>librarian said whenever she receives a request for all of an author's
>technical papers she asks whether the client wants the author's
>patents as well. No wonder clients often become attached to a
>librarian who can personalize their searches. Once librarians have a
>client history, they can aim the search spotlight exactly where the
>client wants it, without a second round of questions. An invaluable
>service only a librarian could perform, particularly for clients in
>business or government, is to find and broker the release of
>proprietary material. Librarians are both discreet and nosy. In
>corporations and government departments, librarians make it their job
>to know what their colleagues are up to. When it comes to distributing
>proprietary material, they can often put the right people in touch,
>then let them decide if they want to share secrets. Another service
>that would be impossible for software to perform is to read, and weed
>out, what librarians call "false drops," citations that technically
>match search criteria but actually have nothing to do with the
>client's needs. Not having to slog through these is a blessing for
>busy people trying to compete in today's business climate. But perhaps
>the most valuable service librarians perform is to act as guides to
>the information riches in cyberspace. Librarians were among the
>earliest computer users, even creating some of the first international
>standards for databases so that bibliographic data could be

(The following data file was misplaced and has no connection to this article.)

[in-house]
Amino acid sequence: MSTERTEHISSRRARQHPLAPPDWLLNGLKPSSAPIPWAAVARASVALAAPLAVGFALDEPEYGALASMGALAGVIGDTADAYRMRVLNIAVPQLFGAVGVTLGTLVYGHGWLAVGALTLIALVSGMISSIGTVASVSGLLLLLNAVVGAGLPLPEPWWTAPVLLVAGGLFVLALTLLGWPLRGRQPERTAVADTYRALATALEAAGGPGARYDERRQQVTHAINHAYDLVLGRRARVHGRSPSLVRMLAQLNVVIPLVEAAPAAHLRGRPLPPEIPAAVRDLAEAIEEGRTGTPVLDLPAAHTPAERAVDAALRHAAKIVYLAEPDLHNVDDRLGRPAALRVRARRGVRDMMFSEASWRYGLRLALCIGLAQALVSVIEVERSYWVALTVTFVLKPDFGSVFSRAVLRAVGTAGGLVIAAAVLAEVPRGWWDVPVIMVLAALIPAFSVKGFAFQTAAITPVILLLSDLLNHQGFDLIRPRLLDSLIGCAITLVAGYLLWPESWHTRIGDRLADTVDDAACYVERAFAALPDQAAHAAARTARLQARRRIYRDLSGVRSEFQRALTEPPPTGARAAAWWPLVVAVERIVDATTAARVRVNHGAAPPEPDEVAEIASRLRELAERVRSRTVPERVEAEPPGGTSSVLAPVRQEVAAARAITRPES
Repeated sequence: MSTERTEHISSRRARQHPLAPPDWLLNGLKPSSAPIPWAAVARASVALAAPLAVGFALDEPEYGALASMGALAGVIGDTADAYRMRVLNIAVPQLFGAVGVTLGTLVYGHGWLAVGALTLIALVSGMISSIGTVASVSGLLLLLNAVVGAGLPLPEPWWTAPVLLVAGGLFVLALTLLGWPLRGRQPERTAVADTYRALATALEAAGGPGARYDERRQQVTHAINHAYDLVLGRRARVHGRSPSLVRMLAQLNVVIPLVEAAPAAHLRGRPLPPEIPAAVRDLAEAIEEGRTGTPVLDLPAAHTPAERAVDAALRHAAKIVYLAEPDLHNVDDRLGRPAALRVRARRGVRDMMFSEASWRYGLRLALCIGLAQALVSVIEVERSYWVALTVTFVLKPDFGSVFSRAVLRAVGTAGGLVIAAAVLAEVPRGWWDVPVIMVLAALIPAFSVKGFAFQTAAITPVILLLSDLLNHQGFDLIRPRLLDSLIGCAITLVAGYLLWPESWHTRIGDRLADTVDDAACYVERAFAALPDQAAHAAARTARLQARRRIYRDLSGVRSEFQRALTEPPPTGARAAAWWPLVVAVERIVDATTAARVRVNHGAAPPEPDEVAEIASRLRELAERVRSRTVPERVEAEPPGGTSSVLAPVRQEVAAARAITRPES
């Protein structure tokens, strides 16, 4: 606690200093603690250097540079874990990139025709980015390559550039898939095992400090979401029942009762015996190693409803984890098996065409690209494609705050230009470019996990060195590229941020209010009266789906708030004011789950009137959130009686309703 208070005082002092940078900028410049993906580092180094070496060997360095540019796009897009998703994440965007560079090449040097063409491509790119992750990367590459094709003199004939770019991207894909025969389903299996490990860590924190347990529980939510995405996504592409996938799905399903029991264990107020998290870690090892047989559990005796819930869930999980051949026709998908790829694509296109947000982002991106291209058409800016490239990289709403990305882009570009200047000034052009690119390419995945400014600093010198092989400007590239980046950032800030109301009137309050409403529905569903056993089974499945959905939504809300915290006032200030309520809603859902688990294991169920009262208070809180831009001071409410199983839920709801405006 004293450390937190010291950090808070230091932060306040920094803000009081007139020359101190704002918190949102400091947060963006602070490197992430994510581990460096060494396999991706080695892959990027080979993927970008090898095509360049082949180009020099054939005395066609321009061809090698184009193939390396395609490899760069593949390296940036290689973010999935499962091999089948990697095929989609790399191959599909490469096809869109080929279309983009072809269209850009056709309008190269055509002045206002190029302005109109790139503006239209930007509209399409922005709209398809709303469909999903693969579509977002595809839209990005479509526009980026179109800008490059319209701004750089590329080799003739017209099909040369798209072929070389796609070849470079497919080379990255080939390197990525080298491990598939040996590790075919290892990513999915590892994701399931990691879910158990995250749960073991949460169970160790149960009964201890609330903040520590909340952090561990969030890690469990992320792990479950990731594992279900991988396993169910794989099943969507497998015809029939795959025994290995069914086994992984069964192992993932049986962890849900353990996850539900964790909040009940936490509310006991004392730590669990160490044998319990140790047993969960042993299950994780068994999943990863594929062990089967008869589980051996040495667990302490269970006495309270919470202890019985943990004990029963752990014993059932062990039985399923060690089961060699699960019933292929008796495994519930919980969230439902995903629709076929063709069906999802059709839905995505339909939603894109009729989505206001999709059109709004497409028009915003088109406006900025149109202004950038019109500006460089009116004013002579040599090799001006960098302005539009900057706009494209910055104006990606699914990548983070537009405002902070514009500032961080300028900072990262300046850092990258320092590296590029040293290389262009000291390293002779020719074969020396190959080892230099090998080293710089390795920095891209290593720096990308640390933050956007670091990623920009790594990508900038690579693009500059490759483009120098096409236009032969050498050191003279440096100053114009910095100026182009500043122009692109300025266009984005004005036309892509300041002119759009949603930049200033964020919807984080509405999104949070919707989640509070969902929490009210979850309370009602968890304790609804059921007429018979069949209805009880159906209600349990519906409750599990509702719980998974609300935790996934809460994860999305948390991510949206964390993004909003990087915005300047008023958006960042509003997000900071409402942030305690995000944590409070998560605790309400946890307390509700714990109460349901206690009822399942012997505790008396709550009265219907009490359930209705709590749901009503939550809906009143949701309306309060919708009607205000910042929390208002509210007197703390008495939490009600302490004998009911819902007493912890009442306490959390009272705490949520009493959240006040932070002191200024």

>transferred around the world. Because of their experience with
>technology and information searches, librarians can quickly adjust to
>the rapidly changing landscape of Internet resources and on-line
>databases. At the Apple Library, librarians were sometimes heard to
>mutter that a particular commercial database was "lame" or "pathetic."
>Software's soft spot Unlike your average cyberpilgrim, librarians
>understand when a database is returning lousy results because it has
>not been updated or the index terms have changed. They are able to
>save clients money by doing pre-searches, by using the most
>cost-effective databases, and by using the right combination of key
>words to focus but not over-constrain a search. The most critical and
>underestimated advantage librarians bring to bear is the most obvious
>- the human touch. A client who had been on-line across from the
>circulation desk of the Apple Library walked over and simply stood
>there - speechless and frowning. Recognizing his frustration, the
>librarian immediately responded by helping her client articulate his
>problem and accomplish the search. Try that with a software agent.
>reprinted with permission from The Christian Science Monitor
>Copyright 1996 The Christian Science Publishing Society
>All rights reserved
>Thanks to
>Connie Dowcett
>Copyright and Trademark Administrator
>who says:
>Please be sure to visit our new Web site at: http://www.csmonitor.com
Christa J. Burns
Graduate Services Librarian                 (914)422-4384
Pace University                 BURNS _at__ PACEVM.DAC.PACE.EDU

"A human mind, once stretched to a new idea,
  never returns to its former dimensions."
       --Oliver Wendell Holmes, Sr.
Dr. Klaus Junkes-Kirchen
Fachbereichsbibliothek Wirtschaftswissenschaften
Johann Wolfgang Goethe-Universitaet
E-mail: junkes-kirchen _at__ em.uni-frankfurt.de
   Tel: ++49 (0)69 798 22217
   URL: http://www.wiwi.uni-frankfurt.de/FBB/FBBhome.html